However, this is among the fields that attract the least number of medical students who pursue further training to become medical specialists.

Hospitals and emergency centers in Vietnam are all short of specialists. This problem was very clear during the Covid-19 outbreak in the country.

In the following article, VietNamNet recorded the actual work of doctors and nurses at the Intensive Care Center at Bach Mai Hospital, one of Vietnam’s largest hospitals.

Bach Mai Hospital has 150 emergency beds, with 73 of them located in the Intensive Care Unit, and always occupied by patients. Most are transferred here from other departments or lower-level hospitals in critical or life-threatening conditions. That's why the Intensive Care Unit at Bach Mai Hospital is likened to the "last fortress".

In reality, "the last line of defense" means every second and minute is a battle for life.

On average, each patient requires 50-70 tasks per day. This is a completely isolated area, so family members can not enter to provide care. From eating, changing clothes, personal hygiene, to X-rays, surgeries, and medication administration - when in critical condition, patients are immobile, entirely dependent on the nursing and medical staff.

Communication with the patients is severely limited due to unconsciousness or weakened health. If they are able to interact, some may be delirious and not lucid. The doctors and nurses must pay close attention to meet the patients' needs. 

The job consumes lots of time. By 9pm, some doctors haven't even had dinner. Outside the MRI room, family members and patients are queuing, waiting anxiously.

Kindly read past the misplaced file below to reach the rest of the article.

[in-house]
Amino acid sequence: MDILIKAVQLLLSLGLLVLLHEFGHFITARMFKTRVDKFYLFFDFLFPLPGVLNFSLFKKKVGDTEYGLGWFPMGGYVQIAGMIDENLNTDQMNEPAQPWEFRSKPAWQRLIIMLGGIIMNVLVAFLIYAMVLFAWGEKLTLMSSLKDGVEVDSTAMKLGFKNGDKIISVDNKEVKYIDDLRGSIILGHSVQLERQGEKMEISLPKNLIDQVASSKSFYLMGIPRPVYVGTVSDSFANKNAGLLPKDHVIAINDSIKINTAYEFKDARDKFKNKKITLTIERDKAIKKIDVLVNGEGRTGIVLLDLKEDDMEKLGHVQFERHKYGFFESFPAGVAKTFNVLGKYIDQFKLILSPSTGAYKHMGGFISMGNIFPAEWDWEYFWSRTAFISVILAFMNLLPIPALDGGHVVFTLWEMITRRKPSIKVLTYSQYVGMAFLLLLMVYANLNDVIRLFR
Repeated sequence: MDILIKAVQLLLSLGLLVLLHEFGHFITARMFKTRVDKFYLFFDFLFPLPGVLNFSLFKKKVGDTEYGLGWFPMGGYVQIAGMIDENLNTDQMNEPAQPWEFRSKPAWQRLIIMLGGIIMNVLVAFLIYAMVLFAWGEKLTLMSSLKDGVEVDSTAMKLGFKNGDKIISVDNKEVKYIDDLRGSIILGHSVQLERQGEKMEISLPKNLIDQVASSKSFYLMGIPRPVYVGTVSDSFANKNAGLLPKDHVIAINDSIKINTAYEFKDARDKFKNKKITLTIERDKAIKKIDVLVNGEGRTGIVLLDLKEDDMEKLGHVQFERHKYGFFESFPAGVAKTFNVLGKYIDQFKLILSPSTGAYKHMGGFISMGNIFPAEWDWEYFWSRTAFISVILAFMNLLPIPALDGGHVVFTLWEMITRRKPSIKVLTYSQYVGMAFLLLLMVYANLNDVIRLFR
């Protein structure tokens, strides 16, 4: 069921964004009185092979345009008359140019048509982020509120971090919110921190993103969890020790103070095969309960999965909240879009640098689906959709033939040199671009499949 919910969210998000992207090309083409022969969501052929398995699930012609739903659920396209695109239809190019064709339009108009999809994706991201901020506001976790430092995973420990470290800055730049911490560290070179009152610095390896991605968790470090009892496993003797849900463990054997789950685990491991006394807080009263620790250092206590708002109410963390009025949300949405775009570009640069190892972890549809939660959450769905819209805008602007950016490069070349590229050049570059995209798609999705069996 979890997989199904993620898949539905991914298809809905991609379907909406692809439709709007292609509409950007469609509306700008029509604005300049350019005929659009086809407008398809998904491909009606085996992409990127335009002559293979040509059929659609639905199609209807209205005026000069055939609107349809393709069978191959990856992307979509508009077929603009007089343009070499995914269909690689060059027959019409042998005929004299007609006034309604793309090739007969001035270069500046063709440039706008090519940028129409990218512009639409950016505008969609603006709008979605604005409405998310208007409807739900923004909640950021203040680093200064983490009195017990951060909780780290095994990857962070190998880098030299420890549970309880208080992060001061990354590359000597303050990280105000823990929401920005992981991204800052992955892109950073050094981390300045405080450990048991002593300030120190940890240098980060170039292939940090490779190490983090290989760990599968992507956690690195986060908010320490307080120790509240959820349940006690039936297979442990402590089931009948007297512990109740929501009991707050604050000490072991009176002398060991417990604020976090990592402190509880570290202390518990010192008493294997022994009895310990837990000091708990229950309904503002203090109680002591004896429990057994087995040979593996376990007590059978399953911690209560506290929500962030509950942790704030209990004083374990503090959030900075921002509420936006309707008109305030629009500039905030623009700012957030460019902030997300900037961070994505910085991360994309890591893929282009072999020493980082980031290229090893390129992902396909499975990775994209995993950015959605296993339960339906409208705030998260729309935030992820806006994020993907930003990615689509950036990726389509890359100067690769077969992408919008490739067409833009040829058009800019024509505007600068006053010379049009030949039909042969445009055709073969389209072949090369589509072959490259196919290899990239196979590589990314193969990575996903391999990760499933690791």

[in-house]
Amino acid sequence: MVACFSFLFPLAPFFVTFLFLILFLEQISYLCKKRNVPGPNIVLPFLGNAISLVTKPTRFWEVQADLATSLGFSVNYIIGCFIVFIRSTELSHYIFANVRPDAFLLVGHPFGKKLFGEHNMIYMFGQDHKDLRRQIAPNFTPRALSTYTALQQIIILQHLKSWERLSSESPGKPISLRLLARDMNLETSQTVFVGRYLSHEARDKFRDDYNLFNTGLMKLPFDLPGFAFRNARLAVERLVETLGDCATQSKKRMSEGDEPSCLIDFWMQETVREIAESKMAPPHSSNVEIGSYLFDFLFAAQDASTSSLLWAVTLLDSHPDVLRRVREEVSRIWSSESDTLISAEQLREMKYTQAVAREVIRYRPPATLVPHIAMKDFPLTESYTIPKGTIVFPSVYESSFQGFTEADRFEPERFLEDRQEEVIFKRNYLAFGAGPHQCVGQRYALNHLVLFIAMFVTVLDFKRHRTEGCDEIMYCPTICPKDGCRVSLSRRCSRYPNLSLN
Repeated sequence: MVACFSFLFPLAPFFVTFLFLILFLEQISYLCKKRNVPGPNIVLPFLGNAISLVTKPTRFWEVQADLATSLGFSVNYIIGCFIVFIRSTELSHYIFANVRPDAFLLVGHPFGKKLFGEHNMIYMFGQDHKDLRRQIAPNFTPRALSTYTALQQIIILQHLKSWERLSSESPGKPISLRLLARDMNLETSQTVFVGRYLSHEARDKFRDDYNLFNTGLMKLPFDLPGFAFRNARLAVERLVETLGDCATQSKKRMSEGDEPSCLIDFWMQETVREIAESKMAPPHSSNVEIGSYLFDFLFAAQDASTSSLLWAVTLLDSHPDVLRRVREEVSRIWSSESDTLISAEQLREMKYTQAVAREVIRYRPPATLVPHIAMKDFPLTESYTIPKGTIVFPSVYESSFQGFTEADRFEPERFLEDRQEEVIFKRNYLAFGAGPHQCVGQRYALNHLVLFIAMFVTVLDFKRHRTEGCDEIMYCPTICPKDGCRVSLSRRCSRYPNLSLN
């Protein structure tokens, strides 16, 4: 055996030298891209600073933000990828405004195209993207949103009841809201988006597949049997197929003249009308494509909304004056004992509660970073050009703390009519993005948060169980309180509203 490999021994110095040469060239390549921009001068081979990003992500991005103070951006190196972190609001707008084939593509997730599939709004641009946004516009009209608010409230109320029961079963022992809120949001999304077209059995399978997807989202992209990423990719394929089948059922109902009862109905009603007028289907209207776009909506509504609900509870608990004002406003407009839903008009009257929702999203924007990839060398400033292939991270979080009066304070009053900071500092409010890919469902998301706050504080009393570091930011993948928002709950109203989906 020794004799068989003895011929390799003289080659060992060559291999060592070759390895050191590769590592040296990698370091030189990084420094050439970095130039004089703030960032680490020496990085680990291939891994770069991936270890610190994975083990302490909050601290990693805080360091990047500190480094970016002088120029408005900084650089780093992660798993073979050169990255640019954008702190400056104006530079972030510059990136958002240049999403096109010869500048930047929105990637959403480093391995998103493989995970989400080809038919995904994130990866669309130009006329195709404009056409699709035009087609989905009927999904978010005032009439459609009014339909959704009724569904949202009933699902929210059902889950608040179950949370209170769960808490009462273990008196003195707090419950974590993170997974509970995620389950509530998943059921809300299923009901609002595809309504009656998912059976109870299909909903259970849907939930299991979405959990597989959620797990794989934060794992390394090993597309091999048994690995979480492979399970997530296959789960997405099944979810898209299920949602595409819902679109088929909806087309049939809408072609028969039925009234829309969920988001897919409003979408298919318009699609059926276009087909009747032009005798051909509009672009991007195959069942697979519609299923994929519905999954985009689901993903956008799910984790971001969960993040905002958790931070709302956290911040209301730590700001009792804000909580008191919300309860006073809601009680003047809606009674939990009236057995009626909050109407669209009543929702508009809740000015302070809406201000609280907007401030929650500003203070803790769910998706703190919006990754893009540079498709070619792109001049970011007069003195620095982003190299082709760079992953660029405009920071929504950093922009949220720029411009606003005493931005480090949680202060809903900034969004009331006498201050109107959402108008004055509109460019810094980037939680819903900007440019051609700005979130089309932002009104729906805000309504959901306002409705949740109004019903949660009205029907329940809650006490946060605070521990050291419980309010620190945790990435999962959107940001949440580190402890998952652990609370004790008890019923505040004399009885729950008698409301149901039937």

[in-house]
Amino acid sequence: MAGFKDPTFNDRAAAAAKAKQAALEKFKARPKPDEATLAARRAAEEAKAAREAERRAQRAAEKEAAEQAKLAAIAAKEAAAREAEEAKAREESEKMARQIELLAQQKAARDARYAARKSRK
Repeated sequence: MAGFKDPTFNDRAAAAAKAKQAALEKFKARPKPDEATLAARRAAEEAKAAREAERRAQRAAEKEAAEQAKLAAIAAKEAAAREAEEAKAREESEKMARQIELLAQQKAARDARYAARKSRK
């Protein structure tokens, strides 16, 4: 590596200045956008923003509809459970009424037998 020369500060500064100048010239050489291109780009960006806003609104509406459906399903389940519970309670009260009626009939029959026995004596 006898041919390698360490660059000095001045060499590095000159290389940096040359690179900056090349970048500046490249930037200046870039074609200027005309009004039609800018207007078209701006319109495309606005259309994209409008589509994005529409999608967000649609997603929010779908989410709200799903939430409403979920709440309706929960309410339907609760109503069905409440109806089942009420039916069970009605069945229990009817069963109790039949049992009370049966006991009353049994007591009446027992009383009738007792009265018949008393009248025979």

Phan Kim Le, 28, has been working as a resident doctor at the Intensive Care Unit at Bach Mai Hospital since 2021 after completing medical training at Hanoi Medical University and passed the residency selection exam.

Born in the central province of Nghe An, Le moved to Hanoi for education, far away from home like many of her peers. When she was still a student, she would always call her parents every evening, and she would travel back to her hometown by train or bus on weekends. However, this habit gradually changed after she became a resident doctor.

Most of her time during the day is for the patients. Le takes a minimum of two night shifts per week, along with day shifts, and occasionally additional night shifts. A night shift lasts from 5.30pm to 7am the next morning, followed by a meeting and continued work until the afternoon. Then she gets some rest and starts the cycle again. Being at the hospital frequently means having less time for other relationships.

After deciding to pursue a career as a resident doctor, Le has temporarily set aside her personal life. She accepted that her parents have to take care of her tuition fees, and she relies on a meager subsidy for her living expenses. She shares that her main concerns are rent and food, but even the food expenses are minimal since she eats at the hospital. She doesn’t spend any money on clothes, shoes, or cosmetics.

Pham The Thach, Deputy Director of the Intensive Care Center, has been dedicated to his profession for 17 years. He wonders if it is due to the challenging difficulties that many students come to study, but they seem to disappear after graduation. 

Thach doesn't deny the hardships that a doctor has to face. However, for him, every profession in society has its own difficulties so it is difficult to compare experiences.

Some pictures taken at the Intensive Care Center of Bach Mai Hospital:

Thach Thao